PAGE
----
Ever notice how different set of ears can hear things, well, differently? Take Oakland, California quartet Everything is Dirty. Peruse the online reviews and you’ll find numerous references to Grunge. Art rock. Psychedelic. The meaning of pigeon-hole tags (which all us music scribblers adore ) shift over time as music changes. For instance, Soul used to mean cornbread vocals by Sam & Dave, backed by plenty of horns. These days, soul means (ugh) Robin Thicke or (less ugh) Duffy. That ‘90s catchall phrase “alternative rock” was the watered-down but occasionally worthy successor to ‘80s “indie” on labels like Merge or 4AD but just degenerated into describing knuckleheads like Fred Durst.
If Everyone Is Dirty is grunge then so is Weezer. Art noise? Sure, there’s some droning here and there but I guess anything vaguely atonal is noise to the masses who nowadays prefer songs that are more beat than melody or harmony or anything else that was once the hallmark of popular (pop) music. Live, the band does tend to venture a bit too heavily into improv and jam, two words that always fill me with dread. Singer Sivan Gur-Arieh takes her electric violin into Jean-Luc Ponty territory ( in spirit it must be stressed and not in talent or execution) while Christopher Daddio's guitar solos are at times longer than necessary but not by much. This is good for a guy like me whose attention wanders when the soloist noodles around above the fifth or sixth fret. Psychedelic? Please. Only people that have never taken drugs use that word.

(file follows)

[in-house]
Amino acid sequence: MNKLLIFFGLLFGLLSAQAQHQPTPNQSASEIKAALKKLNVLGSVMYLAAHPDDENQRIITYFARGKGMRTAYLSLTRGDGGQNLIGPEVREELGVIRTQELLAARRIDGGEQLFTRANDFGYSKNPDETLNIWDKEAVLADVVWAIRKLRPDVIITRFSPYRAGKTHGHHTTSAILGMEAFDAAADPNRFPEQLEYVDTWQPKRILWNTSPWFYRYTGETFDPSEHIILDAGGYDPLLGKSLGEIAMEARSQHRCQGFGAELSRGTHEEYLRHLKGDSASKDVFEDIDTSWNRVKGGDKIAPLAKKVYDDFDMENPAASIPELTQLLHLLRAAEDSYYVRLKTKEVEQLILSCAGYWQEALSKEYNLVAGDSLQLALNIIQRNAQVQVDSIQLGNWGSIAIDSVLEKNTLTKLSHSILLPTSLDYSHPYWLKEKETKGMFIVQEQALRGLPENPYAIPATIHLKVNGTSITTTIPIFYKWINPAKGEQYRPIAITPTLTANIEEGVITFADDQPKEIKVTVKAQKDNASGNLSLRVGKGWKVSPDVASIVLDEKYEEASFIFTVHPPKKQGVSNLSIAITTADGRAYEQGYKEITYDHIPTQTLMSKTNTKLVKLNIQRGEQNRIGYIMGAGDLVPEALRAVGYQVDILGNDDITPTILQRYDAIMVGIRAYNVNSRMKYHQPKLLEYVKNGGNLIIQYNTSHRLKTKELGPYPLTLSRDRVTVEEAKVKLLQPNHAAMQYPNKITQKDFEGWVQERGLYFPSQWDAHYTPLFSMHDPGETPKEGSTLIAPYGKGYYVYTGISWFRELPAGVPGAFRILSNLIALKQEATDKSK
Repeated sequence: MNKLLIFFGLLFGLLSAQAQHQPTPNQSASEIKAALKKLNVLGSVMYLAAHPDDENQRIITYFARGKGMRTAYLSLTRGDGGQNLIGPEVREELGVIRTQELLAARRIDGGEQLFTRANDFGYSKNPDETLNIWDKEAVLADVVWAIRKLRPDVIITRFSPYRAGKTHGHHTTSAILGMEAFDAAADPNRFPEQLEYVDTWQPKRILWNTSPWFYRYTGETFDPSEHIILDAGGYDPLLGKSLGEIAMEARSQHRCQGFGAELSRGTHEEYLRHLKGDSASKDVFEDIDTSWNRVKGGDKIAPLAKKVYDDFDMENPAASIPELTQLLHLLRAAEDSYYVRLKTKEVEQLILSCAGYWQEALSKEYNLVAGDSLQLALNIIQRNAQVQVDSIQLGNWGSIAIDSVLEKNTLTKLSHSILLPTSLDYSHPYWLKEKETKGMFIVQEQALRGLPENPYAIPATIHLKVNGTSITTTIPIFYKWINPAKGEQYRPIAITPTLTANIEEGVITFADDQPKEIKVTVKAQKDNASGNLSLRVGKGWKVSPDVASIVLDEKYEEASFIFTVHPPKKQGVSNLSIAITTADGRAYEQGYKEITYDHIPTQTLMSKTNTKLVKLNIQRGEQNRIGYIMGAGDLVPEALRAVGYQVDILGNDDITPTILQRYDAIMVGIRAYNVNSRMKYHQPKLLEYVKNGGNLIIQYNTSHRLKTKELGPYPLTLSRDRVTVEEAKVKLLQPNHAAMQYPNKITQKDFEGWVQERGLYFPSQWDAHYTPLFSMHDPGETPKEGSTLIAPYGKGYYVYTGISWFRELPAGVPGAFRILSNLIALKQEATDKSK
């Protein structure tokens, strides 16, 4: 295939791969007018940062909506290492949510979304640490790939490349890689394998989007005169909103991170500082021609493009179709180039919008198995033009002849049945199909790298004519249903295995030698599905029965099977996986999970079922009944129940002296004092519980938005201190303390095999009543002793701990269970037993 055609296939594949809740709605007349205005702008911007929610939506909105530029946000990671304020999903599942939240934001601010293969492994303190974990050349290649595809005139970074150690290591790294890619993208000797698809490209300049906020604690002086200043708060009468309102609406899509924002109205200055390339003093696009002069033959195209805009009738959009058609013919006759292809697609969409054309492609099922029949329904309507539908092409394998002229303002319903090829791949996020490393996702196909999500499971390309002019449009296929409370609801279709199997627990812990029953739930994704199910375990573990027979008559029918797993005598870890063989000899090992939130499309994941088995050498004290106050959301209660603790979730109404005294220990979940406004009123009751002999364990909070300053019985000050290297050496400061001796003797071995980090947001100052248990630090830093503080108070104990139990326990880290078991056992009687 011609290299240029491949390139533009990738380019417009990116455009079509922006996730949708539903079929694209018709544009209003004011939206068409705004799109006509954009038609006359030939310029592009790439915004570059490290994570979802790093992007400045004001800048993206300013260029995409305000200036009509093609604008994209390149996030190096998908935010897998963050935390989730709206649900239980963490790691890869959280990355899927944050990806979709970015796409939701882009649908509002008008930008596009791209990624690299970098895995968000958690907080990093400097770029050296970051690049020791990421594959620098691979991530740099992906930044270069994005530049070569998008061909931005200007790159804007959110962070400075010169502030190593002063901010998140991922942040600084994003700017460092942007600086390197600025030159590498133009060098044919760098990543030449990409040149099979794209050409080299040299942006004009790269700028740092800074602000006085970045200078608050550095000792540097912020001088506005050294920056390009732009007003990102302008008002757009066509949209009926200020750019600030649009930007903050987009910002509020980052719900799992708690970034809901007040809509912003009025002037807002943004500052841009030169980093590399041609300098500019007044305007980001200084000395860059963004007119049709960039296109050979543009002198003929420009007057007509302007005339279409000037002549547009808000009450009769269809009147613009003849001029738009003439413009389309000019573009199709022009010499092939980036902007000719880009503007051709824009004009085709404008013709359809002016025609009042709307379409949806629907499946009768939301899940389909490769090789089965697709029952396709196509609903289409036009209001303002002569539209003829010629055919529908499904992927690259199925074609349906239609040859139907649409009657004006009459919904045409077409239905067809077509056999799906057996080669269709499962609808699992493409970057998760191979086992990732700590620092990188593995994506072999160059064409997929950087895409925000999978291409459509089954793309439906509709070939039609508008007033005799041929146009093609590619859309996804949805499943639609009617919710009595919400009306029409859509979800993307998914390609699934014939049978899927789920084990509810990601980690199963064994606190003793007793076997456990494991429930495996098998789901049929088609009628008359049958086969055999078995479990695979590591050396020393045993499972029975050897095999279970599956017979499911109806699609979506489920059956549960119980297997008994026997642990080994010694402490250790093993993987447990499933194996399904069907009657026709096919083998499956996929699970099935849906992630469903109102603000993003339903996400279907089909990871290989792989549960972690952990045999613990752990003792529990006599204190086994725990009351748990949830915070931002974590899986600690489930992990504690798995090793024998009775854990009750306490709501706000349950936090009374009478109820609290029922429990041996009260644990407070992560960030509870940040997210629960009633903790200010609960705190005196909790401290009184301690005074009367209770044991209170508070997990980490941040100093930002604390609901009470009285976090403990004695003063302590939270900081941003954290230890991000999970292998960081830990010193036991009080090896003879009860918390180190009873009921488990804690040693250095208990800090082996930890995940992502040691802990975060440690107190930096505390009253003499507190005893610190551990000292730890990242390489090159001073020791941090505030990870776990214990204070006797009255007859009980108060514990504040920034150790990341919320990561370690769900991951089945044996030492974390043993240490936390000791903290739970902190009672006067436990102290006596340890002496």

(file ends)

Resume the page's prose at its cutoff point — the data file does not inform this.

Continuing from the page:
Here’s my take: Their recorded output is post-Breeders, post-post Pixies, texture-rich and crunchy with vocals reminiscent of Louise Post (Veruca Salt), Christina Amphlett (Divinyls) and Kristen Hersh (Throwing Muses) (And if four “posts” in one sentence isn’t enough, I don’t know what is). As a live act, though, because of the jam aspect I'm a little trepidatious.
Monday July 14, 2014
2823 2nd Street NW